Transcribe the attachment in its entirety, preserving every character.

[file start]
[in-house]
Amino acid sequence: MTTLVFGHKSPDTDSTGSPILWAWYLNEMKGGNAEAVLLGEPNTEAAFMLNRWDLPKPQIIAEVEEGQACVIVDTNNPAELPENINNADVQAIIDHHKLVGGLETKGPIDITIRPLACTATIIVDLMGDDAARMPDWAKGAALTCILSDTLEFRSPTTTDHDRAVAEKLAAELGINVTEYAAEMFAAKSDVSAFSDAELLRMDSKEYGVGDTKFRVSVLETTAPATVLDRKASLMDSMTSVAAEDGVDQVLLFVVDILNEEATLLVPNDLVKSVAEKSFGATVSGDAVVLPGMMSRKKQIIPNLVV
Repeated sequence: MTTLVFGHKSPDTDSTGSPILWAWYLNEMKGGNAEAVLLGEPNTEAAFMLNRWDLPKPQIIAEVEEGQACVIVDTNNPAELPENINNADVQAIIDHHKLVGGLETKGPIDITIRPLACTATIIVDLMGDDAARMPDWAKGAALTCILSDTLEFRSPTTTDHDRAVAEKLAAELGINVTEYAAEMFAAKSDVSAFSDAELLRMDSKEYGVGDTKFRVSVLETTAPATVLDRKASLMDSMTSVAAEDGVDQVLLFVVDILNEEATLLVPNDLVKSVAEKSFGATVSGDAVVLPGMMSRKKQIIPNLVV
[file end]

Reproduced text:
[in-house]
Amino acid sequence: MTTLVFGHKSPDTDSTGSPILWAWYLNEMKGGNAEAVLLGEPNTEAAFMLNRWDLPKPQIIAEVEEGQACVIVDTNNPAELPENINNADVQAIIDHHKLVGGLETKGPIDITIRPLACTATIIVDLMGDDAARMPDWAKGAALTCILSDTLEFRSPTTTDHDRAVAEKLAAELGINVTEYAAEMFAAKSDVSAFSDAELLRMDSKEYGVGDTKFRVSVLETTAPATVLDRKASLMDSMTSVAAEDGVDQVLLFVVDILNEEATLLVPNDLVKSVAEKSFGATVSGDAVVLPGMMSRKKQIIPNLVV
Repeated sequence: MTTLVFGHKSPDTDSTGSPILWAWYLNEMKGGNAEAVLLGEPNTEAAFMLNRWDLPKPQIIAEVEEGQACVIVDTNNPAELPENINNADVQAIIDHHKLVGGLETKGPIDITIRPLACTATIIVDLMGDDAARMPDWAKGAALTCILSDTLEFRSPTTTDHDRAVAEKLAAELGINVTEYAAEMFAAKSDVSAFSDAELLRMDSKEYGVGDTKFRVSVLETTAPATVLDRKASLMDSMTSVAAEDGVDQVLLFVVDILNEEATLLVPNDLVKSVAEKSFGATVSGDAVVLPGMMSRKKQIIPNLVV